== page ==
If you have not used nor seen the Fourth Edition of Reader's Choice,  and you have advanced ESL Learners, this may be a resource that becomes indispensable to you. If your library has the newest iteration, Fifth Edition of Readers's Choice, you should take a look.  I'm going to see if any of the libraries in my area have it in their collections. 

Thank you, University of Michigan Press for such  comprehensive books!

Sunday, August 10, 2014

Perfect Phrases for ESL Conversation Skills - book review

I teach 2 of my 3 English Learners at my local public library and I make as much use of their ESL collection, and that of the affiliated libraries as I can. Occasionally, a book I come across is so useful, I add it to my personal library because I don't want to risk needing it and having it out of the library with another tutor or learner.

Perfect Phrases for ESL Conversation Skills is one of those books. I have borrowed several books of idioms, that have been helpful, to a degree. The whole area of idioms and phrases is imperative to English Learners, because Americans speak in idioms incessantly.  One of my learners has an excellent vocabulary and can write well, but he can be confused when listening to Americans speak, because we don't speak in the formal way he was taught English in his native country.

This book, Perfect Phrases for ESL Conversation Skills by Diane Engelhardt, is not brand new, but I hadn't seen it in my library before.  It was published last year.  She has brilliantly blended idioms and commonly used phrases and classified them in such chapters as:

  • Small Talk
  • Past Experiences
  • Likes, Dislikes and Interests
  • Objects and Processes
  • Problems and Advice
  • Decisions and Goals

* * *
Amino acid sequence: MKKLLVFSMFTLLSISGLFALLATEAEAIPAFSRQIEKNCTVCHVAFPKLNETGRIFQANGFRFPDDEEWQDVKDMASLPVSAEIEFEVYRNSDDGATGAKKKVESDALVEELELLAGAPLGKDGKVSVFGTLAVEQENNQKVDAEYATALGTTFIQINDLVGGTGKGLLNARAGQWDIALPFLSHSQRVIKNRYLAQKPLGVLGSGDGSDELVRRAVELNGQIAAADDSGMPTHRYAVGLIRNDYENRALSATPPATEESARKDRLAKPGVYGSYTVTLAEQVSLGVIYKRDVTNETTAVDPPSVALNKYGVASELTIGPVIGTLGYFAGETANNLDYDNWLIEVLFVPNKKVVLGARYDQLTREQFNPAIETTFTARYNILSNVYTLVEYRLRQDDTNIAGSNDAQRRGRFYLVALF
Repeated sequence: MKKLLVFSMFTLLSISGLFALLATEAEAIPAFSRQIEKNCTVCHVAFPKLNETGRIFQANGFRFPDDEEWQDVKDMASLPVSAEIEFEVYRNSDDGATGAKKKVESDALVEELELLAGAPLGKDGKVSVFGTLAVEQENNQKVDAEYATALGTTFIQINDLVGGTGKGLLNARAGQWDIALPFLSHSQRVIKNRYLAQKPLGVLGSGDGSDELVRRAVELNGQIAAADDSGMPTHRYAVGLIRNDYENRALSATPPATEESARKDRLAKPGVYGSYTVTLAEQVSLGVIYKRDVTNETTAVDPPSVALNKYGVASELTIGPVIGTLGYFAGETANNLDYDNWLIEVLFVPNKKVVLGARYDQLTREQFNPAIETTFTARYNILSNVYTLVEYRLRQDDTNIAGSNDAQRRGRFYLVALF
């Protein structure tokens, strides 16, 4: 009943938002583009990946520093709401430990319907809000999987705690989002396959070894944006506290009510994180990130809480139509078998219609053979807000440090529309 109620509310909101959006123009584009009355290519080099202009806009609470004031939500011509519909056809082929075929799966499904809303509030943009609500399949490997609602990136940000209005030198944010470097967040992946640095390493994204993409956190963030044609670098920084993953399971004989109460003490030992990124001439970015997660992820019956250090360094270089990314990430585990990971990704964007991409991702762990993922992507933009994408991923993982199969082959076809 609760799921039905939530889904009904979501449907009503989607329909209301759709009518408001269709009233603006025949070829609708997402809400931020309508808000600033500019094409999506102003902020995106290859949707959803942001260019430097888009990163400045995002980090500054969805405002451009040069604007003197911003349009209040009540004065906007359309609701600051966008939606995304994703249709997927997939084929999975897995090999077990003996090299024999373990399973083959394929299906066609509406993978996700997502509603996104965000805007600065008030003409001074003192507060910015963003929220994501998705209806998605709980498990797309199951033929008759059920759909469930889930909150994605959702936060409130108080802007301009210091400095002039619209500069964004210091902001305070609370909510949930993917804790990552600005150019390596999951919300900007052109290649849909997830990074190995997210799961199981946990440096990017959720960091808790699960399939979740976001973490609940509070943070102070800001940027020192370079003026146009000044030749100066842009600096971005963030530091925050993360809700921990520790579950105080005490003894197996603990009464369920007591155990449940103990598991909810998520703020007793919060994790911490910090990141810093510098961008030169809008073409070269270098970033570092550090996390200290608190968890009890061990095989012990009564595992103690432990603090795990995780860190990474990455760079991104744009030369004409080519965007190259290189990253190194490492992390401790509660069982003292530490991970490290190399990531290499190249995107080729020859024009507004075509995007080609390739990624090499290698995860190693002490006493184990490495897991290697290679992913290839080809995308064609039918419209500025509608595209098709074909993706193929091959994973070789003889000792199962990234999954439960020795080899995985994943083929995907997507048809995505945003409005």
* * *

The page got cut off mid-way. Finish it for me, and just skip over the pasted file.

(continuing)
The above topics comprise Part 1 of the book.  Part 2 consists of:
  • Opinions
  • Group Discussions
  • Serious Subjects
And Part 3 is entitled
  • Afterthoughts
The best aspect of this book is its contemporaneousness.  Several other idiomatic resources I have consulted are a bit outdated.  Language is not static, it evolves and we need to keep our students understanding how American English speakers actually talk. Perfect Phrases for ESL Conversation Skills by Diane Engelhardt has captured current speech in the kinds of phrases we use and has classified them in a user friendly way.  

As I indicated above, this book is going to become part of my personal library.

Saturday, August 9, 2014

I Am Observing

(It's been quite a while since I last blogged.  I have had and am still having a less than optimum recovery from a fractured wrist, but I'm doing my best to resume my usual activities.  Thanks for your forbearance over the long pause.)

I am observing, with all of my adult English learners, that -ing verbs are commonly used, but often without their auxiliaries.  Frequently, a student says, "I going to the store."  Of course I know what they are saying, I'm just a little unsure of when their trip will or did take place. I know that for the most basic skill level, that statement communicates enough.  However, all of my learners, already had varying levels of skill in English and desire to speak more properly.